The written results are back, for those that made it through, well done, for those that didn’t commiserations. We’ll post some tips soon for the ones who need to re-sit, but for now, onward and upward.
For those heading to the Gold Coast, there’s only 40-odd days to go, so it’s time to get strategic. Here’s some tips we think you’ll find useful.
1) Getting there:
Fying to the GC is easy, there’s multiple flights daily that will get you there. The hospital is not far from the airport, nor are any of the main hotels. For those coming from NZ or Perth, where there are significant time differences you MUST arrive at least a couple of days early to get your circadian rhythm back. A candidate from Melbourne (who passed the written but failed the clinical) sat in Perth a couple of years ago and one of the main contributing factors was arriving the day before the exam. He was awake at 4am, then nodding off during the day of the exam. Don’t let something so simple trip you up at the last hurdle…
There’s plenty of hotels to choose from at the GC, and of all the times in your life this not the one to be tight-fisted with expenses. Pick a 5-star hotel that’s close to the hospital. We can’t stress this enough. You have worked bloody hard to get here, so treat yourself! Fancy hotels are cleaner, quieter, have nicer pools, pillow-menus (in case the pillow on your bed is too hard/soft/lumpy) and usually 24-hour room service, which is a must, as food is a great comforter if you’re anxious the night before the exam. DO NOT stay at the chain hotel a suburb away because it’s $100 a night cheaper. (Trust us, if you get through the exam, one locum shift will cover ALL of your expenses and then some). If you are lucky enough to have a study group, or know other people going up for the exam, stay at the same hotel. It will provide reasurance and cameraderie, and a chance to have a couple of last minute study sessions.
Let’s face it. ED people don’t wear suits. That’s why we do ED. We don’t like suits, they’re unnecessary for our job, so wearing them at the exam is silly, right? The alternative view is that this is a special, formal occasion. Like a wedding, or a big party, so you may as well dress up, because dressing up is fun, right?! We hate suits, but we can honestly say “Don’t fight the suit”. Make it your friend in the next few weeks and you’ll never have to wear it again. Fight the suit and it will fight back by making you hot, bothered and uncomfortable on one of the most stressful days of your life. You should already be doing rounds in your exam outfit, so you feel comfortable in it on the day. Remember it will be warmish weather, so wool suits may be a bit hot. Make sure you get a shirt with a collar that’s a bit bigger, so you don’t get SVC obstruction wile bending down to examine the kiddy in the short case, and a tie pin is our hot tip. It will stop your tie dangling on the patient or getting tangled in your stethoscope. Ladies, pants suit vs skirt/dress… It’s up to you. But no short skirts, and no plunging necklines. Heels may look good but not if you fall over and sprain your ankle between short cases, if you’re not used to wearing them, exam day is NOT the day to dust them off…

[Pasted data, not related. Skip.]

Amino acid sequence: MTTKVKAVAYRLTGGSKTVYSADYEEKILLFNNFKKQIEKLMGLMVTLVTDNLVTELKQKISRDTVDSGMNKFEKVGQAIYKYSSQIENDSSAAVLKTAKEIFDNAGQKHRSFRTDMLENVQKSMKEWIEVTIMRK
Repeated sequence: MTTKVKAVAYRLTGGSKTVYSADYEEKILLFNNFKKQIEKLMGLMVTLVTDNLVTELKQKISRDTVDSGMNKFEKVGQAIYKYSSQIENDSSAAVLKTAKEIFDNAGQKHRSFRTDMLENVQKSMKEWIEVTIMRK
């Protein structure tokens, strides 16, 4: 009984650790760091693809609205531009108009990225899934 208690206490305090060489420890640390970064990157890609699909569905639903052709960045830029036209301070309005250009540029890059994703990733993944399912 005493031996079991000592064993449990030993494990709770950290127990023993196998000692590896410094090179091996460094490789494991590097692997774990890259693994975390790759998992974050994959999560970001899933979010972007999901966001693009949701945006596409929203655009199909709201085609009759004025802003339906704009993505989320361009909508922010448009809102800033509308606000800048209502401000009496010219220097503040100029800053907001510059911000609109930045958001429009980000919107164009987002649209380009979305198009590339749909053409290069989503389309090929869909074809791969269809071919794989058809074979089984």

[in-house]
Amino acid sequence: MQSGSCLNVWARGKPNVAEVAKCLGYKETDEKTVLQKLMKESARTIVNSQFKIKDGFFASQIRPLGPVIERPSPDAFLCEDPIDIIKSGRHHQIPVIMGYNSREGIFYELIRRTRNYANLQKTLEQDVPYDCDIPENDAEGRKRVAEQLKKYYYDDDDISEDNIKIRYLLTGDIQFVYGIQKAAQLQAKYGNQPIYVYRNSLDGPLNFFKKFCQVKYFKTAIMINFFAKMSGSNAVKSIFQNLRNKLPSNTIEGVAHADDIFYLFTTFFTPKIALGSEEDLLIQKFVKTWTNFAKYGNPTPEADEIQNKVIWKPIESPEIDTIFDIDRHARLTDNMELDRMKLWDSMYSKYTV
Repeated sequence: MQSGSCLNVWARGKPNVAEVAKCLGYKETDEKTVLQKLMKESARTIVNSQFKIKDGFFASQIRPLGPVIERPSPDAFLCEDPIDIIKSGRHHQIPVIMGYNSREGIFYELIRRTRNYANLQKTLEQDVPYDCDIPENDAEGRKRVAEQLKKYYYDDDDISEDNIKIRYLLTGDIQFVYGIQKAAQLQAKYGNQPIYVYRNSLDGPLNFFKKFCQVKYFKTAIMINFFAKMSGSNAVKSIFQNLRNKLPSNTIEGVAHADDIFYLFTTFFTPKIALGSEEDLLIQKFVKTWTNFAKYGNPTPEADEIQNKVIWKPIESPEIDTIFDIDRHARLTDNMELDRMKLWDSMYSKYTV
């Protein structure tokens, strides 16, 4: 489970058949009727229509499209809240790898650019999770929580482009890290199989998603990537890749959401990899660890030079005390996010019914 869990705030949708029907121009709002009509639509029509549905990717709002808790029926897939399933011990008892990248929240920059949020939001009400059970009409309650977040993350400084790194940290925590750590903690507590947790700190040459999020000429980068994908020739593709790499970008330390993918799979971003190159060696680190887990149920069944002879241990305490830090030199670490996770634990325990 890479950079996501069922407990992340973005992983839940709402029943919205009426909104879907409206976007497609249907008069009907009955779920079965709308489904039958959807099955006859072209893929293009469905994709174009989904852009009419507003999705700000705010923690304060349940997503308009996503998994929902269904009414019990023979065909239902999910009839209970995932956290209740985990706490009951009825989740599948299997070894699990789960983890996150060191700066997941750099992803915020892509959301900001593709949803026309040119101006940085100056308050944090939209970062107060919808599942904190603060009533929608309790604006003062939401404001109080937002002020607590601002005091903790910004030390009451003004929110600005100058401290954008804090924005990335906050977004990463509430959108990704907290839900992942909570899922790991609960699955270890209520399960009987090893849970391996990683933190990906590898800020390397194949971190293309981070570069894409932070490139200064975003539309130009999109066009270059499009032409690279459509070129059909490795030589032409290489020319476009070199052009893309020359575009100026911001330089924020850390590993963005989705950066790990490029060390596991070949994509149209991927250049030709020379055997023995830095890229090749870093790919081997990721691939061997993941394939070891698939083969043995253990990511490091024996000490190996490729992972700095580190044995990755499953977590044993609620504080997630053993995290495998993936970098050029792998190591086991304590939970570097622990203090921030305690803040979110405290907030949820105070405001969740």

3) Get strategic
Again, we can’t emphasise this enough. By now you should have done some research and found out what the GC hospital specialises in, so you can focus your short case practice. You should be doing short case rounds at least once or twice a week, and be doing at least one long case a week, and one SCE session a week. If you are struggling to find cases, you need to think outside the box. Talk to your medical and sub-specialty registrars, they always have cases on the wards. Go to other units outpatients clinics, as there will always be patients with signs there. Go to other hospitals in your town, either in the ED or other units. It doesn’t matter if you don’t work there, use your “selling ice to eskimos” ED skills and talk yourself in. If you went to uni with anyone who’s now a specialist in another (especially non-surgical) field, (even if they only work privately) call them up and ask if they can take your group on a short case round (and private patients are fair game). People are amazingly receptive, and will go out of their way to help you if you tell them your fellowship exam is coming up. Thank them with wine, chocolates, or by taking them out to lunch.
4) Don’t forget the children…
Go to an Obsteric clinic and get a refresher tute on examining a pregnant lady, (yes, you can get a “normal pregnancy” as a short case), and lastly, you MUST, I repeat MUST, have at least one or two sessions doing short cases with a Paediatrician or Paeds ED person in a tertiary hospital paeds INPATIENT unit. There’s no point rocking up to the exam without knowing how to approach a child with a chronic illness in the long case, or not having a few tricks up your sleeve when that baby just won’t stop screaming in your short case. We can give you a list of tips, but watching a pro do it in front of you is far more useful. If you can’t arrange this, let us know and we’ll put some “how to manage the difficult kid in the exam” tips.
Alright, enough talking, time to get back to work. The light is finally at the end of tunnel, so crack on, you’re almost there!!